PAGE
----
Take a look at these beautiful Grand Designs all using different varieties of stone in their construction.
Houses have been built out of stone for thousands of years, yet architects and builders are still finding new ways of working with it. Take a look at these striking stone houses.
Image: DLM Architects
The world’s oldest building material has been reinvented in the 21st century. Whatever the method, the results are multi-tonal and textural, which can help a home stand out or blend in with the landscape. This material doesn’t just look good, it is highly durable and its thermal mass can help to passively heat and cool an interior.
Take inspiration from hese self-build projects which demonstrate why it’s time to embrace the new stone age.
Image: Mclean Quinlan
Flint is certainly not the most common form of stone used in architecture but it offers a distinctive character. At Harbour House, a two-storey property in West Sussex, this crystalised form of quartz is used to create a decorative but durable cladding that is fitting for its seaside location.
Mclean Quinlan designed the 455 square metre house as three blocks. The flint-clad main house contains large, open family spaces on the ground floor and four en-suite bathrooms upstairs.Both brick and flint feature inside the building too, where they are used to mark the divides between the different wings.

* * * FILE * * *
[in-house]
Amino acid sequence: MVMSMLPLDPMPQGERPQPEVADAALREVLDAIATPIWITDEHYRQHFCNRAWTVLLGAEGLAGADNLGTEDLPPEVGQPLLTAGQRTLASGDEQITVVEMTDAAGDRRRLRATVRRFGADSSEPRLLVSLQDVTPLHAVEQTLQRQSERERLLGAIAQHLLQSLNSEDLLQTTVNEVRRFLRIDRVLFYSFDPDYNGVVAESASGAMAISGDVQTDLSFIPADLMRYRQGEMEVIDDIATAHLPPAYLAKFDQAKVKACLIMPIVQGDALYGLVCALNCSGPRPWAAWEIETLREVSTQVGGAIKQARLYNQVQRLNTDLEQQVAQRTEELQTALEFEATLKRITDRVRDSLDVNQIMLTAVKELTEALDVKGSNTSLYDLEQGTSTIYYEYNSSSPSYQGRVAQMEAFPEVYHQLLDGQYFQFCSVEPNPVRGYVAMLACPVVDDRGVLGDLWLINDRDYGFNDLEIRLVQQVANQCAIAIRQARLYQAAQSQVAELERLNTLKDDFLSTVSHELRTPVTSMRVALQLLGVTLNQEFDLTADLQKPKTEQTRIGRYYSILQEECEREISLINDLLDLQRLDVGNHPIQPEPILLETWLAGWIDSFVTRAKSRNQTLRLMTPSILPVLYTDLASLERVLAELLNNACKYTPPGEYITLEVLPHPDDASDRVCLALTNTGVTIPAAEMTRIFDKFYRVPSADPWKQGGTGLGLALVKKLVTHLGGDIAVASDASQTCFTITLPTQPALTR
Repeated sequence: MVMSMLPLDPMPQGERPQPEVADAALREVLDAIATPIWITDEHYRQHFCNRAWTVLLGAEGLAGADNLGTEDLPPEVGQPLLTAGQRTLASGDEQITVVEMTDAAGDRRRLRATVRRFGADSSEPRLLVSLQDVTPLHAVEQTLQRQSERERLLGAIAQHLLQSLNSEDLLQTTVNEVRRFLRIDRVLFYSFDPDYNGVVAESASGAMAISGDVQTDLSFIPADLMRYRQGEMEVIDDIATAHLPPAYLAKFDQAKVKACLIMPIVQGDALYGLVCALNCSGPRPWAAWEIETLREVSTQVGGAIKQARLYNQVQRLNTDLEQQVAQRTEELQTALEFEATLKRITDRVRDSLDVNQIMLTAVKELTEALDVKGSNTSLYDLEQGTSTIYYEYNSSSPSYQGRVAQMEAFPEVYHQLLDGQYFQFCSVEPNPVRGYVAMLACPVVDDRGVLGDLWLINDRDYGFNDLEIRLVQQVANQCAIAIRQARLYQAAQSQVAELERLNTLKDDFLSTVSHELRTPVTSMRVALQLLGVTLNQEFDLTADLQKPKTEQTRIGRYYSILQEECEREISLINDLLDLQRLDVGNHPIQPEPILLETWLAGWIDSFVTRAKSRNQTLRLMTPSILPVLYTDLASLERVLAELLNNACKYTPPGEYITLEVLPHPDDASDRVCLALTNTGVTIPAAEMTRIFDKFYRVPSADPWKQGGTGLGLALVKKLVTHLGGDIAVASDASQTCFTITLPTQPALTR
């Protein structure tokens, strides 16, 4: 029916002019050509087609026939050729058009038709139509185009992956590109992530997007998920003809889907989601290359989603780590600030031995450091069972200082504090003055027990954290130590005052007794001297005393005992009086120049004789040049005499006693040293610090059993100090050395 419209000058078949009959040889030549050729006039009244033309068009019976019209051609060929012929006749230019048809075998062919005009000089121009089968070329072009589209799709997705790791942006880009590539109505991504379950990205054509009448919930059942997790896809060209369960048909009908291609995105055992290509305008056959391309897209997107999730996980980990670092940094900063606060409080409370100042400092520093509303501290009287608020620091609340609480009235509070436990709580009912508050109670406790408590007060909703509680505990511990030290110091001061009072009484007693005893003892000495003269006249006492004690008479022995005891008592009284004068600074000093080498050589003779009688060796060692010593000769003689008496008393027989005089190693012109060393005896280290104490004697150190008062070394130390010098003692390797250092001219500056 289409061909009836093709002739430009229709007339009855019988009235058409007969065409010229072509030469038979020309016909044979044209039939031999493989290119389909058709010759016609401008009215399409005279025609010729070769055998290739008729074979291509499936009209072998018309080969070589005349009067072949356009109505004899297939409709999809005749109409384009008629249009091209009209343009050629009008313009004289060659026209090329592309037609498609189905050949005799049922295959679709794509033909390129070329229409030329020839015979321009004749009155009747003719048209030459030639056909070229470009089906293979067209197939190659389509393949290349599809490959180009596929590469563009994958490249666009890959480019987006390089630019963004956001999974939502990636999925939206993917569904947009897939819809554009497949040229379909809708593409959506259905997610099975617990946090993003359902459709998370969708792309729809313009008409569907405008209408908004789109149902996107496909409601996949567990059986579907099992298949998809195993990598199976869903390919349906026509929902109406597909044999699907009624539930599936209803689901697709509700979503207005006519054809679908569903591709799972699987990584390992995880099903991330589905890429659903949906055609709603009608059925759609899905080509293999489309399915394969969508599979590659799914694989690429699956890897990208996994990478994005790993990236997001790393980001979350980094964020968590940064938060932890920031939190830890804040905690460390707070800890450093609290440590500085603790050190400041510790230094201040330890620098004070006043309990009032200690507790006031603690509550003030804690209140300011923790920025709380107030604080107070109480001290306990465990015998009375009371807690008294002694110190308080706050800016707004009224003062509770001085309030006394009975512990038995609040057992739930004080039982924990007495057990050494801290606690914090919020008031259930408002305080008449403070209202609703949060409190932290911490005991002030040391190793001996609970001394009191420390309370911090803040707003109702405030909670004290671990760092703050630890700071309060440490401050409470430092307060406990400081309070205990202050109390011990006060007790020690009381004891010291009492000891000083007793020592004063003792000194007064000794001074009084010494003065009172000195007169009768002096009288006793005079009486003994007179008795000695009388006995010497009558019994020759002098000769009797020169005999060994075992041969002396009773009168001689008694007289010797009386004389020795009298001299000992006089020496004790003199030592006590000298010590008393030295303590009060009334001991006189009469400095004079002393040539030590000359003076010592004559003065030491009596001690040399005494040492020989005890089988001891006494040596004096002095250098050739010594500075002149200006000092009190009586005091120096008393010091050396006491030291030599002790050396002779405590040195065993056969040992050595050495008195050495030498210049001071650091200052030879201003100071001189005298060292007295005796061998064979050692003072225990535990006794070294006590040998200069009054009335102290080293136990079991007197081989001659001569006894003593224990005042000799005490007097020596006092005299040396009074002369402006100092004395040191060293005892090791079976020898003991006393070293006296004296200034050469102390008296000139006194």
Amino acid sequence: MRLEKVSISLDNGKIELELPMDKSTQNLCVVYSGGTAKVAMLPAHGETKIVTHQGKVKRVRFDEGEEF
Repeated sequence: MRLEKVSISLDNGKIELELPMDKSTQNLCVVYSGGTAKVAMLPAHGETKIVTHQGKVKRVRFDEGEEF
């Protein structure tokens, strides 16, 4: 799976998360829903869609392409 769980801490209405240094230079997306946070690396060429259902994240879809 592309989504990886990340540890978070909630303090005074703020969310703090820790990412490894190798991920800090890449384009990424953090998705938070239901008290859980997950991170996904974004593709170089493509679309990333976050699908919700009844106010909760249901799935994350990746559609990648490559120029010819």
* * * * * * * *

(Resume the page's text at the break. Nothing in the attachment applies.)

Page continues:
2. Dry-stone technique
Image: bureau de change
A pair of old chicken sheds provided unlikely inspiration for this family home in the Cotswolds. Designed by bureau de change, the house comprises two adjoining barn-like structures. A dry-stone technique was used to provide a rugged but also formal rhythm to the exterior of the second block.
Skylights dot the roofs, ensuring that every room, including the four bedrooms, benefits from plenty of natural light.
3. Limestone pebbles
Image: Gottstein Architects
Designed by Gottstein Architects, this family home in County Kerry, Ireland, puts a new spin on rural vernacular. Limestone pebbles are inset into the rendered exterior walls, giving the house a dark tone and a tactility that belie its clean and bright interior.
The roofs are clad with slate, the traditional choice in the area, which matches the grey tones of the limestone.